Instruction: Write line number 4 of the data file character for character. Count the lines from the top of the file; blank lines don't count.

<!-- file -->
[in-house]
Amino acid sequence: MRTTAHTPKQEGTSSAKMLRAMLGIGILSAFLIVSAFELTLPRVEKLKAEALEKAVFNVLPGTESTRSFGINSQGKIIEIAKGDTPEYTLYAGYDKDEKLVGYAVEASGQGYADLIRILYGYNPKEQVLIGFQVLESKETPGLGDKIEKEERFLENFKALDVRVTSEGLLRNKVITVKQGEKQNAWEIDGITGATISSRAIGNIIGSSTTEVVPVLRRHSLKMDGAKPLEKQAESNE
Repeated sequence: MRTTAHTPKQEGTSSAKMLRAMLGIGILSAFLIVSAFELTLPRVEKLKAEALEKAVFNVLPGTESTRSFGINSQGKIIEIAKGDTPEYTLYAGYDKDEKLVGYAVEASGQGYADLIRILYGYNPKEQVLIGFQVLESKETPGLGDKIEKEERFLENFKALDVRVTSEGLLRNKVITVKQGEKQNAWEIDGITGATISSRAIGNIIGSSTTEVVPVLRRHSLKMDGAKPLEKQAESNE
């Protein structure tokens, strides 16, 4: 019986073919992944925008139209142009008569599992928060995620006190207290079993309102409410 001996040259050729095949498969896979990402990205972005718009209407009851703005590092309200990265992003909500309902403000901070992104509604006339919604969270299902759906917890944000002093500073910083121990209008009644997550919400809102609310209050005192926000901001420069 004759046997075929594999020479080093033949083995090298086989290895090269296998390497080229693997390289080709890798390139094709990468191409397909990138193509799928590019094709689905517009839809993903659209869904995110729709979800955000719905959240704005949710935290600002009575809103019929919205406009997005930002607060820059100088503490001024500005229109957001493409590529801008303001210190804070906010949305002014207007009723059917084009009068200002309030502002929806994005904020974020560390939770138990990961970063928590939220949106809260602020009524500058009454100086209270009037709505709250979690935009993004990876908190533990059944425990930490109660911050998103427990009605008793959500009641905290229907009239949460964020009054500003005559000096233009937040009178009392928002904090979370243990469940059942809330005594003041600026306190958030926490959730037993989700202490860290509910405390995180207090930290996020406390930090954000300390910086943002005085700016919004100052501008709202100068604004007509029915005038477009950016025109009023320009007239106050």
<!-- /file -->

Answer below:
């Protein structure tokens, strides 16, 4: 019986073919992944925008139209142009008569599992928060995620006190207290079993309102409410 001996040259050729095949498969896979990402990205972005718009209407009851703005590092309200990265992003909500309902403000901070992104509604006339919604969270299902759906917890944000002093500073910083121990209008009644997550919400809102609310209050005192926000901001420069 004759046997075929594999020479080093033949083995090298086989290895090269296998390497080229693997390289080709890798390139094709990468191409397909990138193509799928590019094709689905517009839809993903659209869904995110729709979800955000719905959240704005949710935290600002009575809103019929919205406009997005930002607060820059100088503490001024500005229109957001493409590529801008303001210190804070906010949305002014207007009723059917084009009068200002309030502002929806994005904020974020560390939770138990990961970063928590939220949106809260602020009524500058009454100086209270009037709505709250979690935009993004990876908190533990059944425990930490109660911050998103427990009605008793959500009641905290229907009239949460964020009054500003005559000096233009937040009178009392928002904090979370243990469940059942809330005594003041600026306190958030926490959730037993989700202490860290509910405390995180207090930290996020406390930090954000300390910086943002005085700016919004100052501008709202100068604004007509029915005038477009950016025109009023320009007239106050």